After her death, 20 officers were assigned to her case. At the time that the CBC made this document, the host mentions that the investigation was still on-going, and the police made no comments. However, in January 2014, police arrested a man in a case involving multiple victims in the Netherlands, UK, and Canada. A few months later they charged the 35-year-old man identified as Aydin Coban with indecent assault, extortion, internet luring, criminal harassment and the possession and distribution of child pornography for his alleged activities against Amanda Todd and other child victims, both male and female. Click here for a CBC article with a copy of the transcript from one of Amanda’s interactions with this man and brief follow up, including an arrest.

So where does this fit in with Digital Citizenship? The better question is where doesn’t it? With this many connections it is hard to find a good place to start.

Photo Credit: Ken Whytock via Compfight cc

Photo Credit: Ken Whytock via Compfight cc

Digital Access: From a young age Amanda had access to electronics and the Internet. Her early days recording herself signing to music was a precursor of her ability to navigate online. Through her parents she was able to access the Internet on her own laptop and was then given a webcam.

Digital Communication: Amanda was navigate different sites, chat rooms and social media sites like Facebook. Any communication that occurs online or through electronics is part of Digital Communication.

Digital Literacy: When it comes to this section, Amanda was pretty literate with the sites she used, but perhaps did not understand each sites full potential (i.e. that someone could screenshot her flashing the camera), which leads into Digital Law and Digital Rights and Responsibilities. Amanda would not have rights to the image that was taken without her consent. In addition, each person is responsible for their electronic deeds and actions. Ultimately Amanda’s extortionist was caught and arrested, but this is not the case for all online predators.

Digital Health and Wellness: I think that this section fits in with Amanda’s experience because she became focused on her online self-image. The documentary notes that “Amanda was getting transfixed by her image on the screen.” I think this happens to a lot of people. We are constantly checking how we look before our image is captured to make sure it is taken “just right.” In Amanda’s case it appears that she was not balancing her online self-image and it became unhealthy for her.

Digital Security: This section is simply about taking pre-cautions and preventative measures while on electronics to guarantee your safety whether it be from personal information, banking information, videos and images or hackers.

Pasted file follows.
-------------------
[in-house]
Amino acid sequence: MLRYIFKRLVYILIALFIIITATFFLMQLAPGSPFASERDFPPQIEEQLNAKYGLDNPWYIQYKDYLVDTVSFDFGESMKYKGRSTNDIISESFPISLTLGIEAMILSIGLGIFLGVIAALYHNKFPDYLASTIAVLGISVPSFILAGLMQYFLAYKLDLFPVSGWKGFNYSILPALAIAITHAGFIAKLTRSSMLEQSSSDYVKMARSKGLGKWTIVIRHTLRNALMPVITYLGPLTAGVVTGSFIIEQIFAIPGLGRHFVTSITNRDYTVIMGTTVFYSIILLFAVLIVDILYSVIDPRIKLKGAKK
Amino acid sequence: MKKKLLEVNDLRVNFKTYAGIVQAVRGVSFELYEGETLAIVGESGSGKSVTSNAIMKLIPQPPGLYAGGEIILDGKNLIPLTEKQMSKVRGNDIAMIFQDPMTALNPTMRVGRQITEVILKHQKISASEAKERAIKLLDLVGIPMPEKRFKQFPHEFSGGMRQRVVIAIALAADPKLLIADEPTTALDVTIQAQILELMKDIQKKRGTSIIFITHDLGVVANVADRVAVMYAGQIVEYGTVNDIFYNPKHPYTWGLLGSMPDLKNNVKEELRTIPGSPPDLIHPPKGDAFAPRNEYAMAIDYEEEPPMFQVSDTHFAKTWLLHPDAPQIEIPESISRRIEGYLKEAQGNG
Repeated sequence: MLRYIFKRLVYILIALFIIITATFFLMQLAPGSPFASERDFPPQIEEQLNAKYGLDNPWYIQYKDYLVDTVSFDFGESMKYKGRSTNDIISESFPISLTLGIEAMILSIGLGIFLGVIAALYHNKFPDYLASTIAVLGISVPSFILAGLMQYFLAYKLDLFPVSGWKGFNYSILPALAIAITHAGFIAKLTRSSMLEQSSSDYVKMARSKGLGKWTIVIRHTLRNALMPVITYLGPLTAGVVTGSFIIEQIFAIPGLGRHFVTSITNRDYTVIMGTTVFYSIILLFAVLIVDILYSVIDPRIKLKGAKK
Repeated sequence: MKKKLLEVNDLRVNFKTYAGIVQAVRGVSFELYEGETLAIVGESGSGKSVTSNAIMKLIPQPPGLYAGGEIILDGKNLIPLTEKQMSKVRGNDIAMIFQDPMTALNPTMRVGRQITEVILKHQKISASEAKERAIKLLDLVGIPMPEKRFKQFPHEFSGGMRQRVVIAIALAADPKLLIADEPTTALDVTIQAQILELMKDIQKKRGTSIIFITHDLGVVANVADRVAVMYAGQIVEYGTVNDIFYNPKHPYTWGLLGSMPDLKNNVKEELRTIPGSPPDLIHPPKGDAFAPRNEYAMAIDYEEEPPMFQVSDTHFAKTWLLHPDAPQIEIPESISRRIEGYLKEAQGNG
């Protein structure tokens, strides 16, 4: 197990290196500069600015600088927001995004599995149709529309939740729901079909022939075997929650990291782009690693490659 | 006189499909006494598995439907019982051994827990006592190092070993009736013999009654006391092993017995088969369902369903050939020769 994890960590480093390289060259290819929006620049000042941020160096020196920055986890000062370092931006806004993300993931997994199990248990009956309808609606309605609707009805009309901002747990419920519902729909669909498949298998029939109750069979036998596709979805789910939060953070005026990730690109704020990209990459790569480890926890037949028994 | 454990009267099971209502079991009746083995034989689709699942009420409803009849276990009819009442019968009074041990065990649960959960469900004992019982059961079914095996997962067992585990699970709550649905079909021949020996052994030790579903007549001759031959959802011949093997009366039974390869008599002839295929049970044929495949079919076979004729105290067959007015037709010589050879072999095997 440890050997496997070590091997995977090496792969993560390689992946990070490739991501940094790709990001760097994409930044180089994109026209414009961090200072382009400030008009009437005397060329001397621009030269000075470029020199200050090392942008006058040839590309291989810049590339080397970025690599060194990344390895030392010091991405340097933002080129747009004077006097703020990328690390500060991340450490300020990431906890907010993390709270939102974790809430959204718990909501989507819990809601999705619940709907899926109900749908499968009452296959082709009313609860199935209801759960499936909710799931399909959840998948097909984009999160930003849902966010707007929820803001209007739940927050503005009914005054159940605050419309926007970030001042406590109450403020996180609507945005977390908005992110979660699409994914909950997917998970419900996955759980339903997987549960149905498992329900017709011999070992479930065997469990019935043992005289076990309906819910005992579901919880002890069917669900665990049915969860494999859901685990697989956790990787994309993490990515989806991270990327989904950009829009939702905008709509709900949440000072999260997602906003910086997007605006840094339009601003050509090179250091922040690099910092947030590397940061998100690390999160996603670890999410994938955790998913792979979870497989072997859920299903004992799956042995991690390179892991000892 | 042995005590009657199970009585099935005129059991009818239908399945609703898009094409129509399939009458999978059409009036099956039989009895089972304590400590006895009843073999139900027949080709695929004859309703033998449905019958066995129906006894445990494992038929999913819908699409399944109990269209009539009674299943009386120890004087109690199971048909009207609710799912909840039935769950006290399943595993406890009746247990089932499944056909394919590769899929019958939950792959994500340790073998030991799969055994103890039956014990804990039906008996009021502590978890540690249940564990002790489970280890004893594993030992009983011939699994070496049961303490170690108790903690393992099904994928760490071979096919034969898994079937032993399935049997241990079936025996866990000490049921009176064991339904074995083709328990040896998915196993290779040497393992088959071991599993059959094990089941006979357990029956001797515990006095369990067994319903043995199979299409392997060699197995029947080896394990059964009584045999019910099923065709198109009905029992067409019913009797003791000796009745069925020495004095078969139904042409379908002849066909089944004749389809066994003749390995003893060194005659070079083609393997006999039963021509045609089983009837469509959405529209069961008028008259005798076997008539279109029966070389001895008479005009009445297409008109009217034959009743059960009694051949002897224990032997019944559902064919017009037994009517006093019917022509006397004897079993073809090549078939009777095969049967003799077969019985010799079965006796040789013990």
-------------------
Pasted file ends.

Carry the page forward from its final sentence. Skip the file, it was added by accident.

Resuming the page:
Amanda most likely did not have a sufficient understanding of all of these concepts, as do many of our young teens. As a feature teacher, I plan to discuss issues like these with my students so that my students will be aware of the dangers of the Internet. I don’t want to create fear or prohibit use of the Internet, but I think it is extremely important for parents and kids to know what can go wrong. Speaking of parents, click here to see which apps pose potential dangers for kids that parents should be concerned about. If your child has this app, I would strongly recommend sitting down and discussing Digital Citizenship.  The clip below shows teens starting to explore ideas of Digital Citizenship based on seeing Amanda Todd’s video.

 

Photo Credit: giulia.forsythe via Compfight cc

Photo Credit: giulia.forsythe via Compfight cc

Photo Credit: Social Media Max via Compfight cc

Photo Credit: Social Media Max via Compfight cc

 

“Her impulsive gesture was immortalized on the website for anyone online, anywhere”

“She knew that she did something wrong, but she also knew that there was nothing she could do anymore because the damage was already done”

 

“In the age of the Internet there are online predators that can make sure you pay for a mistake for the rest of your life”

“For many kids the Internet is an endless popularity contest where popularity is measured in how many likes or views you are getting”


Before you take off, I would like to share a last important message from the documentary “The Sextortion of Amanda Todd.” If you need to report online abuse please go to a site like cybertip.ca, or if you need to find out more about online predators check out cbc.ca/fifth.

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This entry was posted in Course Blog (ePortfolio), ECMP 355: Computers in Education, Social Justice, Uncategorized and tagged , , , , , , , , , , , , , , . Bookmark the permalink.